Portugal’s rich heritage
May 14, 2011
Editor’s note: Eagle County residents Dennis Jones and Yolanda Marshall are traveling in Europe. This is the first story in a series about their trip.
Admittedly, six nights is dismally inadequate for Portugal. It is a country whose archeological history stretches back 30,000 years – a lush, varied land settled by the Phoenicians, Romans, Visigoths and Moors. A month should be a minimum. For various reasons, though, Yolanda and I have a limited amount of time before traveling to southern France.
Portugal has an entire western and southern coastline to explore, replete with isolated beaches, cliffs and ancient, languid towns. Mountains rise to the Spanish border only 175 miles from the western coast. More important to us, though, is Portugal’s cultural heritage, a unique conglomeration of Roman, Moorish, Spanish, English and Catholic influences.
Lisbon is a bustling, cosmopolitan capitol city. From its broad, tree-lined avenues to the tiny, twisting alleys of hilly Alfama, Lisbon is a delight to explore. Buy a 4 Euro day pass on Tram 28, and rattle up and down the hills of Alfama and the Barrio Alto for a day. Hop on and off to take in the viewpoints, eat at sidewalk cafes, experience the calm of centuries-old churches or explore the ancient castle sitting atop Alfama.
From Lisbon’s vast Tejos River estuary, Portuguese explorers embarked on their journeys of discovery. They opened Africa, India, Ceylon, Indonesia, China and Japan to European commerce. Other Portuguese happened upon South America, establishing the vast holding that would become Brazil.
For us, the attraction of big cities pales to that of small towns, especially towns with an architectural heritage so interesting and fantastic as that of Sintra, a half-hour train ride from Lisbon.
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Sintra is a UNESCO World Heritage Site, a romance of hills, narrow, cobbled lanes, lush vegetation and art. The ancient stone walls and towers of a Moorish castle and the somewhat preposterous Palacio de Pena loom on hilltops high above the town.
Incredible palaces and mansions, some now hotels, peek through the dense foliage of the hillsides. We spend one amazing afternoon exploring the most fantastical Palacio Regaliera, designed by an Italian architect and opera set designer who devoted 14 years to creating a mythical landscape.
Surprises lurk around every turn of the many paths: fountains, caves, grottos, waterfalls and towered, stone fortresses. We descend the spiral stair in the wall of the 120-foot-deep Initiatic Well to its mosaic floor and find dark caverns leading various directions. I imagine pseudo-mystical ceremonies played out by torchlight, operatically staged for the guests’ benefit.
The following day, we ascend to the mountaintop aerie of Palacio de Pena. The panoramic views are breathtaking. A lush canopy covers the trails throughout the extensive estate. Beautifully designed surprises appear as we hike.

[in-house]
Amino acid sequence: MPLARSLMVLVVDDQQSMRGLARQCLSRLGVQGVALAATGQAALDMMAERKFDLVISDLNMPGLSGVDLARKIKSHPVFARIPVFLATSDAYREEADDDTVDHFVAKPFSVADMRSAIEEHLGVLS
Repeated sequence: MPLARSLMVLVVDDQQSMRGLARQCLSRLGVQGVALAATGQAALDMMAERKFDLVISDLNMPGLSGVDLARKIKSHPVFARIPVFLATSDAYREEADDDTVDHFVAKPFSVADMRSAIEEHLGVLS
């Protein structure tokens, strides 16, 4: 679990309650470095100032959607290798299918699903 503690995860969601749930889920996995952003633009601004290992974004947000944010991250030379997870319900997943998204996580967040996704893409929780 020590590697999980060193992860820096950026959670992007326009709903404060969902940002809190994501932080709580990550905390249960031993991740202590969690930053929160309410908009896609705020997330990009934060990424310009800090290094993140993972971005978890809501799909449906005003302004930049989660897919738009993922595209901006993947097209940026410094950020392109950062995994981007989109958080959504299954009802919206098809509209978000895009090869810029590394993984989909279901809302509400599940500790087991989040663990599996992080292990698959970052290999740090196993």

Not yet exhausted, we climb to the thousand-year-old Moorish Castle, whose high ramparts encircle the neighboring mountaintop and clamber up and down the dizzying heights of the steep, ancient, uneven steps lining the serpentine walls.
The next morning, we hop an early train to Lisbon to catch an express train to the Algarve, Portugal’s southernmost province. Arriving in Faro, the Algarve’s capitol, just after noon, we find a clean, large room in a small hotel for 40 Euros, about $60. After lunch at a sidewalk cafe, we begin exploring. There’s not a cloud in the brilliant, azure sky. Numerous storks nest on the chimneys, roofs and belltowers above the sun-washed streets of the walled old quarter.
Faro is not directly on the coast but situated on an enormous estuary of sand islands. The barrier islands form the Parque Natural da Ria Formosa. Seafood is plentiful, fresh and inexpensive.
The people at the tourist office suggest we spend our final day in Olhao, 15 minutes down the coast. We hop a bus. A couple of Euros gets us to the center of town. After wandering the twisting pedestrian streets of the old city, we emerge at the waterfront and Olhao’s large fish market.
Several touts try to sell us boat tours of the islands and a fishing village, Culatra, for 30 Euros, $45. The ferry to Culatra, though, costs but 2 Euros.
Only fishermen and their families can live in Culatra. There are no cars, only narrow sidewalks separating the low houses. A few restaurants cater to the tourists. Being the offseason, Culatra is exceptionally quiet.
After strolling between the houses, we find a boardwalk across low, vegetation-covered dunes emptying onto a beach deserted but for one couple. Far, far beyond the horizon lies Africa.
Yolanda and I walk the beach, wading in the now-cold Atlantic, eager to return to Portugal for much longer than a pathetic six nights.
To see more photographs and extended stories, visit http://www.dreamcatcherimaging.com/blog.